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Jamie Oliver presents himself as a man of the people, although he does come across as being holier than thou.

Yet, the reality is a bit different.

On May 21, 2019, he made headlines as his restaurant chain went into administration. One thousand jobs are at risk.

On May 22, the BBC reported that staff were less than pleased with the way his managers terminated their employment in Glasgow (emphases mine):

… staff at Jamie’s were still hopeful that a turnaround was on the horizon.

“We knew it wasn’t doing as well as we’d want it to be,” says Lucy, who worked at the Glasgow branch for more than three years.

Staff, she says, were led to believe that a refit was around the corner, and that taps offering Brewdog beer would soon be installed.

Instead, they got a simple email.

“My partner was meant to be on shift this morning,” says Lucy, who asked for her real name not to be used.

“He was told at the last minute not to come in as the locks were being changed.

“We were then invited to join a conference call and told we had all been made redundant, effective immediately.”

Lucy and her partner, who worked at Jamie’s for five years, say they feel there was a lack of transparency at the firm.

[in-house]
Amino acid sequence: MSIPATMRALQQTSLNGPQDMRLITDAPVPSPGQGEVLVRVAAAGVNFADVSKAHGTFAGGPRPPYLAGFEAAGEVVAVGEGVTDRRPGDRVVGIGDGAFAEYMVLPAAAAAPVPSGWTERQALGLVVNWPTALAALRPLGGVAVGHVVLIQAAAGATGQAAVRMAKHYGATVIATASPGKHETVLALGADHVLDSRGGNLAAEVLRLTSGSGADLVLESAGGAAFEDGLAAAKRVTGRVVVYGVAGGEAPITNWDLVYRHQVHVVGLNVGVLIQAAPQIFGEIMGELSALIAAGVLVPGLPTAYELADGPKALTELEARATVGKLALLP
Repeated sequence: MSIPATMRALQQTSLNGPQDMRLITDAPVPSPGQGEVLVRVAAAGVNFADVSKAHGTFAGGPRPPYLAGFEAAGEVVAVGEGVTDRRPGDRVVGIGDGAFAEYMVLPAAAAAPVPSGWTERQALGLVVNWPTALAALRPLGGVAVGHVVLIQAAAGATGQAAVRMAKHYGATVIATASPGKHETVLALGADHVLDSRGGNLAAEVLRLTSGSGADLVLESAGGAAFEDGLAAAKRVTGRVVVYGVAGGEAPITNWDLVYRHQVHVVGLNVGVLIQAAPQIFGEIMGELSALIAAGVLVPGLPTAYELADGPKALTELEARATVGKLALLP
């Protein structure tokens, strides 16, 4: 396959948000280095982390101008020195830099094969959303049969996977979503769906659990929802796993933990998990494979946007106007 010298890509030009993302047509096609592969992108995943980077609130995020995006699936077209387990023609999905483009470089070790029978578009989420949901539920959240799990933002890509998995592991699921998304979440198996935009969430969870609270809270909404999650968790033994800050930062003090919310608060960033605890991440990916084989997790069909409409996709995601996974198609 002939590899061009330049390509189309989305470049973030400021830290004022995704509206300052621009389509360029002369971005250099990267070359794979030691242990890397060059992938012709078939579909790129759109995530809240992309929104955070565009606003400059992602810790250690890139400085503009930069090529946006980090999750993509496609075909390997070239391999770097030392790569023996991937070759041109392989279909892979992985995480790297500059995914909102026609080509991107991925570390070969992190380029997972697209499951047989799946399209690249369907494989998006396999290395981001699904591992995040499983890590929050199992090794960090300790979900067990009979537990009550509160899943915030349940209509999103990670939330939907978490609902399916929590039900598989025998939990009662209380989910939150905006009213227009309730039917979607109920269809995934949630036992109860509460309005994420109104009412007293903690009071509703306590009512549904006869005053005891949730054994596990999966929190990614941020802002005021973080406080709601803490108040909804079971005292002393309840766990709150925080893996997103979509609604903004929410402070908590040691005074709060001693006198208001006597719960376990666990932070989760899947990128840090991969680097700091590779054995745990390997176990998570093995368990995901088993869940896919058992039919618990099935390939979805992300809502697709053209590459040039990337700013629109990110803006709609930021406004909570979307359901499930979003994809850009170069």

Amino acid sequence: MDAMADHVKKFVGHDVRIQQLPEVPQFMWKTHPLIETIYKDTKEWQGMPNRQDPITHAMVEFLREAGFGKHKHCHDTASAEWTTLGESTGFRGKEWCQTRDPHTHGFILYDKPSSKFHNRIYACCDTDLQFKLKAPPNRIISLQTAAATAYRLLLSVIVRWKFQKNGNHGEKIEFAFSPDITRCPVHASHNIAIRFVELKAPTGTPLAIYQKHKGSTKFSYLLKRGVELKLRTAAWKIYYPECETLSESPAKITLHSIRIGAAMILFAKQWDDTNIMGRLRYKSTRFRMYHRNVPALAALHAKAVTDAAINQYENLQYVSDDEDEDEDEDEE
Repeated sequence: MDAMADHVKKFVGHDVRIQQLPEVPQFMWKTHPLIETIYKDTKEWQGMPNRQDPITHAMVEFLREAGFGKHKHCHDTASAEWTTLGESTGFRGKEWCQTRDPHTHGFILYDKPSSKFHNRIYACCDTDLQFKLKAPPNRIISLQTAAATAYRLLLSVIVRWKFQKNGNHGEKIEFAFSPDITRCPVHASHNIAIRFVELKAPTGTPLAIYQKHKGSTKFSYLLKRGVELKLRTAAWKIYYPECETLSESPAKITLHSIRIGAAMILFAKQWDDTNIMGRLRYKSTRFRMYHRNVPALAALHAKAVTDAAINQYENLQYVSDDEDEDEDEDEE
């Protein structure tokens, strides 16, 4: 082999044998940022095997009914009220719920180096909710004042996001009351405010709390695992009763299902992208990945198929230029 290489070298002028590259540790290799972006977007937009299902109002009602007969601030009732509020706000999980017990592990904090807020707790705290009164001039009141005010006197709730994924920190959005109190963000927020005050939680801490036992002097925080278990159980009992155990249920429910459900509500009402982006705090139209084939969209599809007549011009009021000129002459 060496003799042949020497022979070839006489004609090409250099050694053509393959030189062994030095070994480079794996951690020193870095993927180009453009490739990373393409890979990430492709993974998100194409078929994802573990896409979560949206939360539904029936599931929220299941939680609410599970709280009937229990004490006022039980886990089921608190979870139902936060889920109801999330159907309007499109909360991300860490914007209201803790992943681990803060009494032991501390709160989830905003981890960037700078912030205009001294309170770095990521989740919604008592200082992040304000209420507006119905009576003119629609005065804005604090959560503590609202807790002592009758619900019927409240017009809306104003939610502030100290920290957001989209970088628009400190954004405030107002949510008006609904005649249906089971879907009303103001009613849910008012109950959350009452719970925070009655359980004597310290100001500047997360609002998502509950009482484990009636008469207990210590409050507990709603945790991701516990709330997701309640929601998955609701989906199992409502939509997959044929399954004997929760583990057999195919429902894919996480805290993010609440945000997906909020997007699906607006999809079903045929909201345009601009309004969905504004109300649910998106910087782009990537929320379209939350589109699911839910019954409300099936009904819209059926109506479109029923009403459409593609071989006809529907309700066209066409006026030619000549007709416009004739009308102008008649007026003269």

“I wish they hadn’t said to us that it was fine, when it obviously wasn’t,” she says.

Oliver says his restaurants were ‘effectively franchises’, meaning that he was not involved with their day to day running. Even so, I am surprised he did not insist that the franchise holders show truth and compassion in informing employees of their situation.

In his documentaries, Oliver has been very critical of people and politicians who do not do right by the ordinary citizen. I thought he would practise what he preaches. Apparently not.

Oliver’s restaurants are not the only British restaurant chain in trouble. Many others are.

I am amazed when I go into London and see shopfront after shopfront occupied by these chains. It isn’t at all sustainable.

There was a time three years ago when we were at the top of the worldwide restaurant boom. No longer.

The aforementioned BBC article says:

Once seen as competitors to Jamie’s, Italian chain Strada is down to just three branches, while Carluccio’s has been forced to close approximately a third of its restaurants, after losing tens of millions of pounds.

Burger brand Byron, French cuisine chain Cafe Rouge, and pizza outlet Prezzo aren’t faring much better.

Lucy says the writing is on the wall for restaurant chains: